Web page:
But just the opposite is true under the Fed's destructive regime of financial asset inflation. Overwhelmingly, M&A has become a vanity project of empire-building boards and CEOs, who then slash investments and necessary operating costs in order to deliver paint-by-the numbers "synergies" and to service their bloated debts. In effect, they shrink the GDP, not expand it.

Image result for images of us mergers and acquisition levels since 2000


At length, of course, these so-called synergies get lost in the fog of time and new deals, even as they eventually morph into reduced capacity for long-term growth, employment, competitiveness and profits. And when M&A deals eventually fail, the mountains of goodwill created by these over-priced transactions get written off, while plants, equipment and people get "restructured" into what Wall Street is pleased to call "one-time costs" that are to be added-back to ex-items "earnings".

Likewise, the fetish of share-buybacks is not reflective of the free market at work, either, even as Wall Street risibly proclaims that companies are "returning capital to shareholders" because it is the "highest and best" use of available cash.

No it's not!

In a technologically dynamic world where continuous heavy investment is a prime facie condition for sustainable growth, the cult of stock buybacks would better be described as the grim reaper of corporate finance. In fact, it is part and parcel of the ultra-speculative climate on Wall Street and in the corporate C-suites alike that has been fostered by the Bubble Finance policies of central bankers.

It is now almost universally the case that scalping short-term profits and virtually overnight trading gains is what is driving the casino. So how in the world did Trump get convinced that borrowing $1.5 trillion to slash the corporate tax rate to 21% would "stimulate" anything except an orgy of stock buybacks and financial engineering?

Indeed, if any exclamation mark was needed on the departure of Goldman's current plenipotentiary in the White House, this morning's announcement that February brought an all-time record of $153 billion of stock buyback announcements was surely it.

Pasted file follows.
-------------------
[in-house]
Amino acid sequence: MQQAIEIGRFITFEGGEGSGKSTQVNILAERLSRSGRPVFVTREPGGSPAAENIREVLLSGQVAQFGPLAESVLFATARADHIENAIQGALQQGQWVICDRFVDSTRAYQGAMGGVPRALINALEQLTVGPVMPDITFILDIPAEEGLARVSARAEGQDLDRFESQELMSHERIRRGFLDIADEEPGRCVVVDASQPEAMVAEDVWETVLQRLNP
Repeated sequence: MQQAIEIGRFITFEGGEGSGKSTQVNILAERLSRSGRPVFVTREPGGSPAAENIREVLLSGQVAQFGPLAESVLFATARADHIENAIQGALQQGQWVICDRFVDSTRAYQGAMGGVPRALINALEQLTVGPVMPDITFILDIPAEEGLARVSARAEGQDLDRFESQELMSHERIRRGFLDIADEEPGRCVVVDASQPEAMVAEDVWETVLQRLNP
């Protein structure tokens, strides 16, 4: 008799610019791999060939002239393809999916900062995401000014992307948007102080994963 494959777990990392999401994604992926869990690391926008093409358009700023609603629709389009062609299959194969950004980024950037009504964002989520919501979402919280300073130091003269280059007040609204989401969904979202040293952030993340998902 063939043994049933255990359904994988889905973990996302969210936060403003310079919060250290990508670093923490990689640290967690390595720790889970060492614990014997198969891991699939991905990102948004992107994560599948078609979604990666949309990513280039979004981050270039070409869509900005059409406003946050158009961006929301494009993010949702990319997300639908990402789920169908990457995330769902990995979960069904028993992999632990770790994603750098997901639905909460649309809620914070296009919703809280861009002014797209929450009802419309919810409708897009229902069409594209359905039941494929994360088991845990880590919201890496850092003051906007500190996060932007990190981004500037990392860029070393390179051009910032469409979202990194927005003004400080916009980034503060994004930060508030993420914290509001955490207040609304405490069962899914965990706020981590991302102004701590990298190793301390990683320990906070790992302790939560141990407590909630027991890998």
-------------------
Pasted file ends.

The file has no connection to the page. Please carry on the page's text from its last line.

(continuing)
At the current annualized run rates, stock buybacks at $800 billion plus upwards of $2 trillion of domestic M&A deals and hundreds of billions more of LBOs, leveraged recaps and special dividends will pump $3.5 trillion of cash back into the canyons of Wall Street this year.

Did Gary Cohn explain this to the Donald?

Nah, it was his job to make sure nothing got in the way.

At the same time that corporate America is being strip-minded by Wall Street and the C-suites, US workers also have one foot on the banana peel of inadequate corporate investment  in productivity enhancing tools, technology and training; and one-arm tied behind their backs owing to the drastic inflation of nominal wages.

But the latter has done nothing more than help some keep up in part or whole with the Fed's 2.00% inflation, while relegating many others to outright jobs losses---owing to them being off-shored to the China Price for goods and the India Price for services.

Thus, since the year 2000, nominal wages of US production and nonsupervisory workers (blue line) are up by nearly 60%, which has not helped them one bit because consumer price inflation (green line) has been nearly as high.

Accordingly, real weekly wages of prime age male workers (orange line) have actually flat-lined for the past 17 years.

In the interim, of course, US goods and services production has been massively off-shored. And this trend has been acutely compounded by the systematic under-valuation of currencies by the 10 great trade offenders described yesterday.

To repeat, the US does $4 trillion of combined export and import business with the rest of the world each year. About $2 trillion of that is spread among approximately 150 countries where trade is evenly balanced as between about $1 trillion of imports and exports each.

For the most part, the counties involved such as Canada, the UK, the Scandinavian nations, Brazil etc. have not attempted to trash their own currencies any faster than the Fed has inflated its own dollar liabilities. That means they defended themselves from the Fed's rampant expansion of US dollar liabilities, but did not take advantage of it to justify outright exchange rate suppression and mercantilist export promotion.

By contrast, the other $2 trillion of trade is accounted for by just 10 countries, of which China, Vietnam and Mexico account for over half. Yet among the Dirty Float Ten, US exports in 2017 amounted to only $625 billion, while imports from these countries were more than double that figure at $1.352 trillion.